Oliver Hardy was born on this day in 1892.
Danny Kaye would have been 97 today.
His show was on television in the 60s, we didn’t have TV but our neighbours did and we were allowed to watch Danny Kaye most weeks.
Good journalists are supposed to report the news not make it.
This has escaped Australia’s Channel 9 which was disappointed by the handful of people who turned out to see Prince William arrive.
A reporter from Channel Nine’s Today show was asked by her bosses to find some fans holding signs.
When she couldn’t, the reporter says she was told by the studio in Sydney to “make some up herself”.
The Channel Nine reporter wrote signs in pen saying “I love William” and gave them to a small group of women.
The reporter then did a live cross in front of the signs but did not mention they were her own creation.
The reporter told the ABC it was a “light hearted running joke on breakfast television” and the signs will not be on the news tonight.
Had the reporter been on the ball she’d have realised the real news story is that royal visits don’t really rate with the public any more which is a symptom of the slow but inevitable move towards a republic.
Journalists following the prince seem to be a lot more excited than the locals:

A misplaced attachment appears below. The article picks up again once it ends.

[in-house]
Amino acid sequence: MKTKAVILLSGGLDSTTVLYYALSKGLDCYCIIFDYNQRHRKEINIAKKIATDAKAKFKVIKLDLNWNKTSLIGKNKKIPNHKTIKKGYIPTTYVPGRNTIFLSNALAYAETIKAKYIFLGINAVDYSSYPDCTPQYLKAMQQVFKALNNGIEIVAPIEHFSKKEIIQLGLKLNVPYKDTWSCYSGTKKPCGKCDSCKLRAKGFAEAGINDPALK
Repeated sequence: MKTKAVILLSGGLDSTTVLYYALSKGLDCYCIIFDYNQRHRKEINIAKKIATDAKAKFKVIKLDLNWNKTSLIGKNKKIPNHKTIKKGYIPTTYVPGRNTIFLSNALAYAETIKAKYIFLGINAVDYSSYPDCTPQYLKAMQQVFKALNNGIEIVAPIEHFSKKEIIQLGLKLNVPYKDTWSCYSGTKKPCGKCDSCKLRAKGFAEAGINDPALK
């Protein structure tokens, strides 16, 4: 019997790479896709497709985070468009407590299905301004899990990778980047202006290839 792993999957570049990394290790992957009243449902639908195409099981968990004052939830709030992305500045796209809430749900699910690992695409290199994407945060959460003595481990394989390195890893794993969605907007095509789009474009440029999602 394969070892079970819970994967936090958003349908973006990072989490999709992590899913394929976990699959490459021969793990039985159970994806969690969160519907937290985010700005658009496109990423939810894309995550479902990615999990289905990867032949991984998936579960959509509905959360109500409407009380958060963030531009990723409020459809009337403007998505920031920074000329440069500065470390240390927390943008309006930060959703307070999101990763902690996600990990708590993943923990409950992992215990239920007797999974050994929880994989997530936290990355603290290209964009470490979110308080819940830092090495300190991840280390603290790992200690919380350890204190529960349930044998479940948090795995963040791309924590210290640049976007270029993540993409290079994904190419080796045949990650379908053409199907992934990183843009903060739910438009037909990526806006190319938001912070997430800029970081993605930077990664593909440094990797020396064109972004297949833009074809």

“It’s low-key to say the least,” said Hello! reporter Judy Wade, a longtime royal watcher who has followed Prince William since the day he was born.
“Compared to people back home, those here really don’t seem that interested at all.
“As one Kiwi I spoke to put it: I think they’d rather spend a nice day like this at the beach.”
But while the lack of interest might be a symptom of a move towards a republic, No Right Turn thinks it might also be a hand brake because too few people care enough to agitate for change:
The British royal-watchers call this “a distinct pro-republican feeling”, but its more that we just don’t give a damn – the monarchy is simply utterly irrelevant to our lives. Though from a republican view, that irrelevance is a two-edged sword; not giving a damn also tends to mean not giving a damn about getting rid of them. Hence the slow drift to republicanism; no-one cares about them, but no-one cares enough to finally sign the paperwork to get them out of our lives either…